BASH: We cannot say it loudly or more strongly enough how important reports like you just did are because this is, as people have said, so many times, it's possible 2020 was really a dress rehearsal for what's to come. Thank you so much, Sara. Appreciate it.

And also in our politics lead, the Biden administration is taking aim at Texas once again. This time accusing Republican lawmakers of discriminating against Black and Latino voters.

Today, the Justice Department filed a lawsuit that says the state's new redistricting plans were specifically designed to have, quote, Anglo voting majorities and dilute the voting strength of minorities. Last month, the DOJ challenged a different Texas state law that imposes restrictions on aid provided to disabled voters at polling locations.

And coming up -- actor Jussie Smollett accused of faking a hate crime against himself, taking the stand in his defense. Details are next.



BASH: In our national lead, right now, former "Empire" actor Jussie Smollett is testifying in his own defense. Smollett is accused of staging a racist and homophobic attack against himself in 2019 which he has repeatedly denied.

CNN's Omar Jimenez is live outside the courthouse in Chicago.

So, Omar, Smollett has been on the stand now for more than two hours. What is his defense trying to prove?

OMAR JIMENEZ, CNN NATIONAL CORRESPONDENT: Yeah, Dana. So, right now, the defense is going through piece by piece through some of the prosecution's major points in this case. For example, during the car ride where the Osundairo brothers testified that Jussie Smollett first told them about this alleged scheme, Jussie Smollett testified all he did was drive around and smoke blunts which he said he did often. Sometimes by himself but also with Bola Osundairo more times than he can count. When he was specifically asked by his defense attorney, if at any point in time they talked about a hoax, he answered emphatically, no.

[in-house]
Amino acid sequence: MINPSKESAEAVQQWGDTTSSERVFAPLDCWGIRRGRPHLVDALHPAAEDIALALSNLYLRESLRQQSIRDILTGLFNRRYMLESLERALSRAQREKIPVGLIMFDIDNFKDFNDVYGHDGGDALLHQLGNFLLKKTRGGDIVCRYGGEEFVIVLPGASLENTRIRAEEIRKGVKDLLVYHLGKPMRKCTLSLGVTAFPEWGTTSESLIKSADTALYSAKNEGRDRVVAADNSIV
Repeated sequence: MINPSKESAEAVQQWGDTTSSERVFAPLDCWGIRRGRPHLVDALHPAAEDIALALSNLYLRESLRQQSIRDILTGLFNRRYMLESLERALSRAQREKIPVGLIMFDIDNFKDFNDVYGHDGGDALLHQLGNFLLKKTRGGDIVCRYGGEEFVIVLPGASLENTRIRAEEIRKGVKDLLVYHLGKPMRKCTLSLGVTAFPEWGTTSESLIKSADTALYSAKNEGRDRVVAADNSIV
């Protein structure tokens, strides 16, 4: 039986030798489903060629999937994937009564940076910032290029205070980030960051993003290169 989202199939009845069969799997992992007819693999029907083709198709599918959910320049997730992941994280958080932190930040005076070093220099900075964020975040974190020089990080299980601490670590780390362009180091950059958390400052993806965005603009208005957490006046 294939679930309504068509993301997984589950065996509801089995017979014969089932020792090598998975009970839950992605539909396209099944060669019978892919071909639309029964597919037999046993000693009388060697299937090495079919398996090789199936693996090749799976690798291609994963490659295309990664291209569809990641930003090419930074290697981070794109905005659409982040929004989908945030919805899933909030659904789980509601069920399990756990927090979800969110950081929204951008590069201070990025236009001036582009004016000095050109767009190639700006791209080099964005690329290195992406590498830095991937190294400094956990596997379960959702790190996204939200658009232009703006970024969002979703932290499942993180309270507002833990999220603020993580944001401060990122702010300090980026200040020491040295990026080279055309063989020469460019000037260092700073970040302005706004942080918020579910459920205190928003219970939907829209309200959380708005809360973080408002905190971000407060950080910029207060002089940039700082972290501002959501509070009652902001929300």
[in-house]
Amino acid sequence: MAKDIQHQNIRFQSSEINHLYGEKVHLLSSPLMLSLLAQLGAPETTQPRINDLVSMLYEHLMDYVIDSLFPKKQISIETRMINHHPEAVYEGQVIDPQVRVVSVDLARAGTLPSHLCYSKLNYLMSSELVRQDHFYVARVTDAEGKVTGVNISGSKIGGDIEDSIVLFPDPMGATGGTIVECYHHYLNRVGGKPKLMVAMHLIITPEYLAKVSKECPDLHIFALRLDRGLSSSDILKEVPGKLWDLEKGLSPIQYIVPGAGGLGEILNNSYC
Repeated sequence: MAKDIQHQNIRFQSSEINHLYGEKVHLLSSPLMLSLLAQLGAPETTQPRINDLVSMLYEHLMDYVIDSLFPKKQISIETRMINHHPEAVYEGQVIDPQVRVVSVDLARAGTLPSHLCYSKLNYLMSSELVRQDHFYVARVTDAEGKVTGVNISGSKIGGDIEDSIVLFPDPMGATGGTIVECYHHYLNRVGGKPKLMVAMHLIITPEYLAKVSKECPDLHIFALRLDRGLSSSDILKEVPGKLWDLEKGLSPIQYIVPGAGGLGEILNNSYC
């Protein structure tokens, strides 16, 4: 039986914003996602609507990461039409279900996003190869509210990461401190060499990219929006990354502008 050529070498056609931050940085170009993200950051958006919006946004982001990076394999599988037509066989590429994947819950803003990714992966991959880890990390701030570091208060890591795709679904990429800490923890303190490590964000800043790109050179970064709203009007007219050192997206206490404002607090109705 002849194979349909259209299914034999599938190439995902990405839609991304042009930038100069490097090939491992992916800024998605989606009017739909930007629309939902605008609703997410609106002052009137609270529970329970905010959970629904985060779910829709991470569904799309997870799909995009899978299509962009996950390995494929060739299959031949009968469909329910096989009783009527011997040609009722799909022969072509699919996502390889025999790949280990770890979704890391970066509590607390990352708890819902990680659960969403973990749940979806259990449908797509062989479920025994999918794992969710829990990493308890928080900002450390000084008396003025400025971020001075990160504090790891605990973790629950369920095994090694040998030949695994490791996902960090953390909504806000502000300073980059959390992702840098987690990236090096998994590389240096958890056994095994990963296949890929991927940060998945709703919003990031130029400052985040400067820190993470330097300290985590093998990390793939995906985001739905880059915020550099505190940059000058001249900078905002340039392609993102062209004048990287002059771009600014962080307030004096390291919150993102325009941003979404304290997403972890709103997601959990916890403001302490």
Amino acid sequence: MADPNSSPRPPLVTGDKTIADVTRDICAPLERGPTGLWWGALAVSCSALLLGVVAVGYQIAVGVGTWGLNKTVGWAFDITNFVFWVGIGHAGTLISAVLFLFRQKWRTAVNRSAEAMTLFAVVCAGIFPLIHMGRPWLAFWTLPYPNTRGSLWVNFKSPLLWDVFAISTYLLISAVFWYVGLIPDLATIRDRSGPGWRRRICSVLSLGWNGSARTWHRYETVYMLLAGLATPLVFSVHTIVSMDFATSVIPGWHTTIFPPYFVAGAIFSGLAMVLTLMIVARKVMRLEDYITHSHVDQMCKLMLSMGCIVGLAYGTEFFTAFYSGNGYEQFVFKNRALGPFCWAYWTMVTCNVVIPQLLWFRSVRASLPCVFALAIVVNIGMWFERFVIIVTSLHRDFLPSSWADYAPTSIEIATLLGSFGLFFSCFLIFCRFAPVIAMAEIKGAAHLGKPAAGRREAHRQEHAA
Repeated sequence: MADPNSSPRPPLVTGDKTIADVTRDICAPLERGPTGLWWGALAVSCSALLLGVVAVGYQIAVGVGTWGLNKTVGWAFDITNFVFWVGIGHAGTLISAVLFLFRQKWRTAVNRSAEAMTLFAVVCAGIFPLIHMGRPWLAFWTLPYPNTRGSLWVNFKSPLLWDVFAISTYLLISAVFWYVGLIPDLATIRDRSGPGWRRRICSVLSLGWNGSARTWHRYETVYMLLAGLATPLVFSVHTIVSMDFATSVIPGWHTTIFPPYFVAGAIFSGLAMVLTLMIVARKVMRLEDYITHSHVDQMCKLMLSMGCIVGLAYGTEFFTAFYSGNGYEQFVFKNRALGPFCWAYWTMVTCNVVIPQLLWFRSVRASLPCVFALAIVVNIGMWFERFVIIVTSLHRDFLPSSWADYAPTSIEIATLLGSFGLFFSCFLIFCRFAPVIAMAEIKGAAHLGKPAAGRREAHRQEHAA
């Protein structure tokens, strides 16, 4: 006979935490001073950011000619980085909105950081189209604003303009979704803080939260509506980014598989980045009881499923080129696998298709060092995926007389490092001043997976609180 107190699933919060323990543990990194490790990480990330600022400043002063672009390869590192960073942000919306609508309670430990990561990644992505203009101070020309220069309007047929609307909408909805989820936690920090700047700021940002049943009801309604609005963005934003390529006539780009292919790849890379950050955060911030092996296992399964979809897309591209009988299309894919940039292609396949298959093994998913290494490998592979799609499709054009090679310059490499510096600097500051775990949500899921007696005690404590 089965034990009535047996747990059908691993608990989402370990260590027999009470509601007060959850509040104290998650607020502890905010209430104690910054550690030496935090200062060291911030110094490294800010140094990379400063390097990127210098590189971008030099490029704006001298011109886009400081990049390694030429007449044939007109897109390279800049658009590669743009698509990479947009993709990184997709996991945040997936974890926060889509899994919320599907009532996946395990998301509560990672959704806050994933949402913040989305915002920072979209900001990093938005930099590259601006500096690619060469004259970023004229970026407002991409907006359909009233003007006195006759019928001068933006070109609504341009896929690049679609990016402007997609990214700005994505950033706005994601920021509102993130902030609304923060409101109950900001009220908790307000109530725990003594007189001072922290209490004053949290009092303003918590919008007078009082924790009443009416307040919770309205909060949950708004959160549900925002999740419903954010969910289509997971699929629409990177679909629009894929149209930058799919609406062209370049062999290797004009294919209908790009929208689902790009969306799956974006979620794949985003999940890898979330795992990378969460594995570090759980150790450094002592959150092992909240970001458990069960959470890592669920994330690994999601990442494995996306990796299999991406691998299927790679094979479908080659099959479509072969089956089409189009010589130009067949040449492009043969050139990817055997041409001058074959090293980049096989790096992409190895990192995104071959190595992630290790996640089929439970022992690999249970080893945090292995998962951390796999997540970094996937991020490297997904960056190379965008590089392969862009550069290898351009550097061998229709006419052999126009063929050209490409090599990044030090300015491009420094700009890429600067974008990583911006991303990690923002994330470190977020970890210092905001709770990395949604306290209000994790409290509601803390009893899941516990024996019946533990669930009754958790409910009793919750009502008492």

Now after an alleged hate mail later was sent to the "Empire" studios a week before this alleged attack unfolded, Jussie Smollett said he was offered security but denied it and to quote him here, he said I don't need to be driven around like I'm Miss Daisy. And that's important because the prosecution has argued that part of the motivation for creating this alleged scheme was because he doesn't believe the show was taking this threat seriously.

Also after that alleged hate letter came through, one of the brothers, Bola Osundairo, approached him about doing security for him, which Smollett testified today but he also said at that point it was more of a running joke he believed because he said that he had been approached repeatedly by Bola.

And that's important because the defense has argued that this real attack as they say came about because Bola was trying to intimidate him into hiring him for security. So these are the points being hammered out right now so far in testimony. The prosecution will likely go right back into these points and press Jussie Smollett on some of what he's testified on so far, as part of cross-examination.

But this will likely be the last full day of testimony we see until it gets sent into the jurors' hands.

BASH: Omar Jimenez, sounds like it could be a very long, full day. Appreciate it.

And up next, how Washington plans to remember a war hero and a giant of the U.S. Senate.




FORMER SEN. BOB DOLE (R-KS): I, Robert J. Dole --


Do solemnly swear. Oh, sorry. Wrong speech.



BASH: That was World War II hero Bob Dole, giant of the Senate and Republican presidential nominee joking about his 1996 loss to Bill Clinton as he received the presidential medal of freedom from Clinton just before inauguration day 1997. Dole passed away on Sunday at age 98. And this afternoon we learned that Dole will lie in state in the U.S. Capitol rotunda on Thursday.

Right now, flags are flying at half-staff in honor of Dole following an order from President Biden.

I'm Dana Bash in for Jake Tapper.

Our coverage continues now with Wolf Blitzer in "THE SITUATION ROOM."